Intel Turbo Boost 2.0 Technology

Intel Turbo Boost 2.0 Technology allows the processor cores to run faster than the base operating frequency when the processor works below its rated power, temperature, and current specification limits. The ultimate advantage is opportunistic performance improvements in both multi-threaded and single-threaded workloads.

The Turbo Boost 2.0 algorithm works according to a proprietary EWMA formula. This stands for Exponentially Weighted Moving Average. There are 3 parameters to consider: PL1, PL2, and Tau.

  • Power Limit 1, or PL1, is the threshold the average power will not exceed. Historically, this has always been set equal to Intel’s advertised TDP. PL1 should not be set higher than the thermal solution cooling limits.
  • Power Limit 2, or PL2, is the maximum power the processor can use for a limited amount of time.
  • Tau, in seconds, is the time window for calculating the average power consumption. The CPU will reduce the CPU frequency if the average power consumed is higher than PL1.
turbo boost 2.0 algorithm

A significant change from any previous Intel Core processors is that from Alder Lake onwards, at least for the K-SKU CPUs, PL1 is by default equal to PL2. This differs from before, where PL1 would equal the TDP, and PL2 would range from 200 to 250W. This change effectively means that Intel has enabled near-unlimited peak turbo by default!

turbo boost 2.0 alder lake

The maximum performance is, therefore, entirely limited by the capabilities of your cooling solution. If your cooling solution is insufficient, the processor will reduce the operating frequency at the maximum allowed temperature or TjMax. For Intel CPUs, that’s typically at 100 degrees Celsius.

Unleashing Turbo Boost 2.0

Most, if not all, high-end motherboards will unleash the Turbo Boost 2.0 parameters out of the box. Each vendor has their own feature to return to the default values.

  • ASUS MultiCore Enhancement is a single BIOS option that removes all limits constraining the Turbo Boost 2.0 algorithm. Effectively, it allows the CPU to run at maximum turbo boost frequencies indefinitely.
  • GIGABYTE’s Turbo Power Limits “Intel POR” setting forces the Turbo Boost 2.0 power limits to default
  • MSI’s CPU Cooler Tuning option on MSI motherboards allows you to unleash the Turbo Boost power limits. Set the option to Water Cooler and enjoy the maximum performance.

Adjusting the power limits is strictly not considered overclocking, as we don’t change any of the CPU’s thermal, electrical, or frequency parameters. Intel provides the Turbo Boost parameters as guidance to motherboard vendors and system integrators to ensure their designs enable the base performance of the CPU. Better motherboard designs, thermal solutions, and system configurations can facilitate peak performance for longer.

Diagnosing Turbo Boost 2.0 Performance Related Issues

I discussed how we can use HWiNFO to diagnose Turbo Boost 2.0 related performance issues in SkatterBencher #65. We can use HWiNFO to identify what is limiting our Turbo Boost 2.0 performance. The objective as an overclocker is to have the Turbo Boost performance limited only by the Max Turbo Limit. That is the maximum CPU ratio configured in the BIOS, and we can override that to achieve higher frequencies and performance.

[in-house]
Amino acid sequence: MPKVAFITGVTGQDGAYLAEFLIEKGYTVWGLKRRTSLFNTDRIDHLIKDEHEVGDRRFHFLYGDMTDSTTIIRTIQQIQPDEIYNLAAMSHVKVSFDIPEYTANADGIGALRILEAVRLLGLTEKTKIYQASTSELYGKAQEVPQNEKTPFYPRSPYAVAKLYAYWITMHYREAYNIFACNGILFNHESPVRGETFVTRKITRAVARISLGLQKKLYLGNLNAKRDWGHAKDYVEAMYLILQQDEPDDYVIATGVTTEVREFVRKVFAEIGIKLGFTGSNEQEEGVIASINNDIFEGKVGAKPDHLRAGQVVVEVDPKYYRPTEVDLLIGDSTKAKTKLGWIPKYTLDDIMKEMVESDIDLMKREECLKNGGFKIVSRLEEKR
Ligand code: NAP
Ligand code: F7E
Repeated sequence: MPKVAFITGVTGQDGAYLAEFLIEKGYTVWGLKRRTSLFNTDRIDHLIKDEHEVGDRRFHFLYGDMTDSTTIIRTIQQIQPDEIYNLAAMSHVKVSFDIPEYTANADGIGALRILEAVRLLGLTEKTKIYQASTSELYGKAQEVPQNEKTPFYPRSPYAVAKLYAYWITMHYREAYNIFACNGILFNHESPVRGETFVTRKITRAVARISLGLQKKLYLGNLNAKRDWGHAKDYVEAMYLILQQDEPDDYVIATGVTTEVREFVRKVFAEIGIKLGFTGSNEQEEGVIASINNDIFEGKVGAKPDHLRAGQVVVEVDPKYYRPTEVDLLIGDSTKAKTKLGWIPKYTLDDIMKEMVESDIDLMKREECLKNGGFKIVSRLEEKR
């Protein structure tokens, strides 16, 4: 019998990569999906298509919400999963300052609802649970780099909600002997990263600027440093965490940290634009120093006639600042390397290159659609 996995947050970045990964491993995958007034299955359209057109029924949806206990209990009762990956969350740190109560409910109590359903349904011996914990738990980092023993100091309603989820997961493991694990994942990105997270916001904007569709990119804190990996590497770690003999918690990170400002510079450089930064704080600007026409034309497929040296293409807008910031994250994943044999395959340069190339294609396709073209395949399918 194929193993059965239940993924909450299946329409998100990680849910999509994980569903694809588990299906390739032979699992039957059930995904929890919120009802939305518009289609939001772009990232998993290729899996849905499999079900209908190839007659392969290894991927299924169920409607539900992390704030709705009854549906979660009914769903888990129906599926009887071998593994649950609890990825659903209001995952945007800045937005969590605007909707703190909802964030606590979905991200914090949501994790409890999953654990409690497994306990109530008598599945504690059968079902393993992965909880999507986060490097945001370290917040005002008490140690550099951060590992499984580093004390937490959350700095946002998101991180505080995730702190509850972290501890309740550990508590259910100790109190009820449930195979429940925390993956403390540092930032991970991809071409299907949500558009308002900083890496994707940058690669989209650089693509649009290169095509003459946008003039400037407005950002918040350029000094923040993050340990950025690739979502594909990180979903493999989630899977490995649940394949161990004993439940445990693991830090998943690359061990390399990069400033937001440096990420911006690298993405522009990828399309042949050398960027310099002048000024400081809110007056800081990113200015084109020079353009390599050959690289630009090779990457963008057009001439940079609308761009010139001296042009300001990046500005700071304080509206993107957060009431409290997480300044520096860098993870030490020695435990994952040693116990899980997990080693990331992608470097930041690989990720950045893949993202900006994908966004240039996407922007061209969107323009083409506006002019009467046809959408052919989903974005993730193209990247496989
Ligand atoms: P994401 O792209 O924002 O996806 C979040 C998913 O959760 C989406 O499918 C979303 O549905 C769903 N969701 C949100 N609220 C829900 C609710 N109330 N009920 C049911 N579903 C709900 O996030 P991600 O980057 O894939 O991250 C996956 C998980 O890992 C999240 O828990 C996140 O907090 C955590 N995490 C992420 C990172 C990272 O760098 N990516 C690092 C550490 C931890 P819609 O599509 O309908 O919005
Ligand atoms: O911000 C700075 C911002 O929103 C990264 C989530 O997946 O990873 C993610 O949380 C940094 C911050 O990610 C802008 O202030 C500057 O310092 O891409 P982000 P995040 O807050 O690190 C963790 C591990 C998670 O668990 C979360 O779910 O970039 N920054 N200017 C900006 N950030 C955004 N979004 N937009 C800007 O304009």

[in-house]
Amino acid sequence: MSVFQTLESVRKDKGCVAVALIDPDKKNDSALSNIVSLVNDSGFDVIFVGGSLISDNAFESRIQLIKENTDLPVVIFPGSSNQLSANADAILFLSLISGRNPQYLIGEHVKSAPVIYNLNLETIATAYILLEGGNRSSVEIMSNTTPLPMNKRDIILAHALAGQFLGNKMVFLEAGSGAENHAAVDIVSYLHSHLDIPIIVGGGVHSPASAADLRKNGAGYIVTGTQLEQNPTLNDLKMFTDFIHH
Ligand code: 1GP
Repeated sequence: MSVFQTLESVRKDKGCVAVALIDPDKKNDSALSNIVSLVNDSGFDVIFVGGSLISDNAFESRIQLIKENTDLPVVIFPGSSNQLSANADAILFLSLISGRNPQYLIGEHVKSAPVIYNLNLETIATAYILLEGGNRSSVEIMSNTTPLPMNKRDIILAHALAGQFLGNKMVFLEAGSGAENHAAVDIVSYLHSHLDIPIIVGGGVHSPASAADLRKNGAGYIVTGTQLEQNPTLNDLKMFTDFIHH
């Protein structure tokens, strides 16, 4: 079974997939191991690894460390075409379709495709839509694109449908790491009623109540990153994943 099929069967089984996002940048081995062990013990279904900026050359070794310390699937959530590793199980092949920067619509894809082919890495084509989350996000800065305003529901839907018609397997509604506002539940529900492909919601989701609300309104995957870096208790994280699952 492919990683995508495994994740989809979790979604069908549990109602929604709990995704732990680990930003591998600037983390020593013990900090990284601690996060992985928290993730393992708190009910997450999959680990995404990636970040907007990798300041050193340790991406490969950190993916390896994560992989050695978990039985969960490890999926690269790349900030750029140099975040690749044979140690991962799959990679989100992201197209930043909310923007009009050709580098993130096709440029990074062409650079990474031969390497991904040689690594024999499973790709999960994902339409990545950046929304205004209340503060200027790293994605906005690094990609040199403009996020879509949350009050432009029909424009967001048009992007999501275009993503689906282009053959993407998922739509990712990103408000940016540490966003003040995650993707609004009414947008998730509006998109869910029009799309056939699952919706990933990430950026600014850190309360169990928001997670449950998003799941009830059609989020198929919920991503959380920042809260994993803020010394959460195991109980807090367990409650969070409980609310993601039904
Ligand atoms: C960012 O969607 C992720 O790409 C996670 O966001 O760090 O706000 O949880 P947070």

turbo boost 2.0 max turbo limit

Let’s see how things work in the real world. We use Prime95 to push the workload and track the performance behavior in HWiNFO. When the system is idle, we can see Max Turbo Limit triggered.

When we launch Prime95 with all cores enabled, we find that quickly the Thermal Event performance limiter is triggered due to the CPU temperature. We find that the PL1 performance limiter is active a few moments later.

turbo boost 2.0 thermal event

The solution for the latter is pretty simple: increase the PL1 limit. We go into the BIOS and program it to the maximum value of 4095.875W.

We then re-run Prime95 and find that a new performance limiter is activated: PL2 or PL3. So, we go back into the BIOS and program PL2 to its maximum value of 4095.875W.

turbo boost 2.0 power limit 2

We re-run Prime95 and find that a new performance limiter is activated: Electrical Design Point/Other, which includes ICCmax and PL4. So, we go back into the BIOS and program ICCmax to its maximum value of 1023A. We then re-run Prime95 and find that the same performance limiter is activated when we enable AVX. So, we go back into the BIOS and program PL4 to its maximum value of 4095.875W.

turbo boost 2.0 electrical design point

We re-run Prime95 and find that a new performance limiter is activated: VR TDC. So, we go back into the BIOS and program TDC Current Limit to its maximum value of 4095.875A.

turbo boost 2.0 vr tdc

After these changes, the only performance limiters still triggered are the Thermal Event, in case our CPU hits the TjMax, or Max Turbo Limit.